Ep. 203: Cool Boredom – Why It’s Necessary for Our Practice

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As a teen, I was an only child in a violent neighborhood. I couldn’t just go outside to play or walk to a neighbor’s house. I even had bars on my window growing up (though I had learned to take those off by the time I was about 15 years old;). Netflix didn’t exist and I definitely didn’t have an Atari set. I did have books that I sped through – thank goddess. But there were many days I was So. Effing. BORED. 


I swore that when I moved out of the house, I would NEVER be bored. 


Which means I avoided silent retreats for a LONG time. Most people I talked to who did them said that while they felt better after, they were often bored out of their minds.  


No thanks. 


But later in life, I realized that’s exactly the point! 


Chogyam Trungpa said, “Boredom is important because boredom is anti-credential.” A “credential” is anything that reinforces ego/self. It can be literal credentials like a degree, or professional accomplishments, people making small talk with us, or it can even be trying to accumulate spiritual progress, accomplishments, or insights. 


Basically, ANYTHING that affirms the false existence of the ego. 


The thing is, we all try to avoid even the smallest gaps in these events. We fill in silence. We fill in stillness. If it isn’t with external things like music or reading or DOing or meaninglyess conversation, it’s with our inner mind chatter. 


What Rinpoche was saying was that when we take away these ego-affirming events, we have boredom – and what’s great is that what arises within it is the juicy stuff! 


Boredom is important in our practice because it helps increase our psychological sophistication for dealing with not constantly being entertained by life so that our ego feels affirmed.  


It helps us become less agitated in the gaps between stimulation, and eventually, boredom can have a more cooling effect on our nervous system (instead of the “hot” effect of being annoyed and feeling trapped). 


Chogyam Trungpa described this “cool boredom” like a mountain river. It flows methodically and repetitively, the same shizzle every day…but it’s cooling and refreshing. 


In this way, boredom can be a good feeling that arises even if we’re repetitively sitting in meditation, or doing the mundane tasks of daily life. Or simple BEing in quiet and stillness. 


Creating this relationship with boredom allows us to become the dharma without the reinforcement of these ego boosters. Without it, we won’t have the skills we need on the path to deal with the parts of life that aren’t as entertaining as psychedelic trips or adventure travel.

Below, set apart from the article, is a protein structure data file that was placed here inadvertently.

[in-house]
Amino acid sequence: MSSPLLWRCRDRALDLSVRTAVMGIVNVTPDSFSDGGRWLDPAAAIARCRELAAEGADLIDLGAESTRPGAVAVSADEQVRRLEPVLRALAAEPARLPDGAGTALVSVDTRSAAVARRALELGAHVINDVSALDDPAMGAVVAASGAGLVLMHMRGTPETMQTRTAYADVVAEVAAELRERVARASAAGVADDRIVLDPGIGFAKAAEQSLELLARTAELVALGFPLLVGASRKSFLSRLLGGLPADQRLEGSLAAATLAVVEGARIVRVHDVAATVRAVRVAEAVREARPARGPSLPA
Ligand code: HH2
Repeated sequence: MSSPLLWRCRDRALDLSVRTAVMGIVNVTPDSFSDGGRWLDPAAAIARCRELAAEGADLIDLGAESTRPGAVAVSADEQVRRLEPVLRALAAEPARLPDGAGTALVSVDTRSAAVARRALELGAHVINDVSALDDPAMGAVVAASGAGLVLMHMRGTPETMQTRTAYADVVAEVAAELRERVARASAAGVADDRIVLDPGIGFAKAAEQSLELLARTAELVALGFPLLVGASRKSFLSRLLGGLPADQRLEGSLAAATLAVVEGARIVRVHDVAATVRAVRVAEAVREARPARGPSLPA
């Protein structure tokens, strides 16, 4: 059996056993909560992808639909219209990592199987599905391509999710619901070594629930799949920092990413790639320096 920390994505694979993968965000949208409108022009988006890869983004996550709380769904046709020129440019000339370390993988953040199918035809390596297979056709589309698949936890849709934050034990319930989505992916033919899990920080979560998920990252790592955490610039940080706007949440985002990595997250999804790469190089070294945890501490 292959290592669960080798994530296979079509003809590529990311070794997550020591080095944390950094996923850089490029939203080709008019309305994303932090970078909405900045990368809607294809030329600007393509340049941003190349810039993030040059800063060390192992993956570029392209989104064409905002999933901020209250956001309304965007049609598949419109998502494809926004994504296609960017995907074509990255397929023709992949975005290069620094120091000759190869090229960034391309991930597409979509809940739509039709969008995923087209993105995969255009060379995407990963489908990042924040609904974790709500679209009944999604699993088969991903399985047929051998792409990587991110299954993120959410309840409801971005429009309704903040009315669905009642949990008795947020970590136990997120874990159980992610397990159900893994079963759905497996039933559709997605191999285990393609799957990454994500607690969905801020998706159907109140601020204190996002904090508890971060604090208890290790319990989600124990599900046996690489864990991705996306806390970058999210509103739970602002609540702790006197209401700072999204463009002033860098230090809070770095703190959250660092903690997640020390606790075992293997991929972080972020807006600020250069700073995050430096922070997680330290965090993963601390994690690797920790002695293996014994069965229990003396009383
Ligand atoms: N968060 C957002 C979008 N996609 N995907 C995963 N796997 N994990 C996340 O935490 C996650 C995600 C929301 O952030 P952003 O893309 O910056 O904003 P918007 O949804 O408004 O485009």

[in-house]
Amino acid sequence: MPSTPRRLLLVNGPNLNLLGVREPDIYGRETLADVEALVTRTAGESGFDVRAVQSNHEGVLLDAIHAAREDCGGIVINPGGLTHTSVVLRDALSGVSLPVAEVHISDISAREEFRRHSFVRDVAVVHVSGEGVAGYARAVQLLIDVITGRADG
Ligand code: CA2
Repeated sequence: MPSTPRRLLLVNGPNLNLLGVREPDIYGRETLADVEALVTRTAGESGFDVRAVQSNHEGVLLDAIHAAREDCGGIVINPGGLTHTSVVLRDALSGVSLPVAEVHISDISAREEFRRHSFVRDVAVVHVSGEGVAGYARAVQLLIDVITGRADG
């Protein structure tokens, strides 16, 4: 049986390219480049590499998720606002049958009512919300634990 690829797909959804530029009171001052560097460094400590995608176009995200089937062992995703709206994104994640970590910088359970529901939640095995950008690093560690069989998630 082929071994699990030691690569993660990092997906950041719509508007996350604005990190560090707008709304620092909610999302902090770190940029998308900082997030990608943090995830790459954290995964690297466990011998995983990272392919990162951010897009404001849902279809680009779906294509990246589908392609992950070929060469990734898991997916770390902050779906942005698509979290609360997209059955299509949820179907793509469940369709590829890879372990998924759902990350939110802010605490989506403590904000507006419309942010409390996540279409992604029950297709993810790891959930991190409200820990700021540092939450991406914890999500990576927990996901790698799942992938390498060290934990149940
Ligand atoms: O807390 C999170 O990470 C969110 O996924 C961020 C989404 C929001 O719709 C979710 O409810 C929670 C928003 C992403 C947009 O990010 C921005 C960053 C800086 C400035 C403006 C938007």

One of the first practices we can do to destroy the ego’s game is a relatively strict discipline of sitting meditation practice. No intellectual speculation, no philosophizing. Not trying to fill the silence with anything. This can allow us to be in the present moment with just ourselves. To experience the gaps. 


When we do nothing, what does it bring? Discomfort or relief? What arises at this moment? 


Chogyam says one gift of this type of meditation is that we have the opportunity to meet and see ourselves clearly for the first time. We have never spent this kind of time with ourselves before. 


He says, “We have more in us than our bundles of thoughts, emotions, and upheavals. There’s something behind this whole facade. We discover the reservoir of softness within ourselves.” 


And this allows space for us to see the whole of our truth. Not just how we’re good little practitioners, but the entire truth of us, the shadow sides as well. A more honest view. We can BE with ourselves, not needing to change or fix anything. It’s so liberating! 


What’s the opposite of all this? HOT boredom. This was the boredom I experienced as a child. Miserable and agitated. This can arise a lot in our meditation practice as well, and we can learn to be with that hot coal feeling before it cools down, too. 


But with cool boredom, we don’t feel trapped. Cool boredom is liberating, spacious, and leads to compassion,  and softness toward ourselves and others 


In hot boredom, we crave spiritual highs, ah-ha moments, and proof of our evolution and progress. 


Once when I was struggling with hot boredom in my meditative practices, one of my teachers suggested a play and have more fun. So I did. I didn’t sit for months! But when I finally did again, I was able to sit in cool boredom and be completely present for a long time. 


Now, I’m not saying our purpose on this earth is to be bored and that is the way of enlightenment. There is a time and place for the ecstatic and psychedelic experiences. 


Instead, it’s about finding a middle way. We don’t want to chase the ecstasy, but we don’t want to avoid the ugly either, right? 


So we can examine our relationship to boredom AND ecstatic experiences. We can crave and follow the call to adventure and experience the exciting and wild parts of life. AND we can intentionally come down from that high and get to know ALL of ourselves. 


So this week I want to invite you to embrace this cool boredom. It can open us up to the many skills needed on our path, including learning to not need constant ego-affirming stimuli, and the capacity to allow inner peace and self-inquiry.  


The goal isn’t to live a life of cool boredom – it’s a middle way between that and ecstasy. 


See what happens when we can just be with it. 


You will learn: 

// Why boredom is important in our meditation practice 

// How boredom opens us up to many skills needed on our path 

// The difference between hot and cool boredom 

// How to find a balance between wild adventures and cool boredom 



// Episode 65: The Art of Doing Nothing 


// Episode 109: The Gift of Silence 


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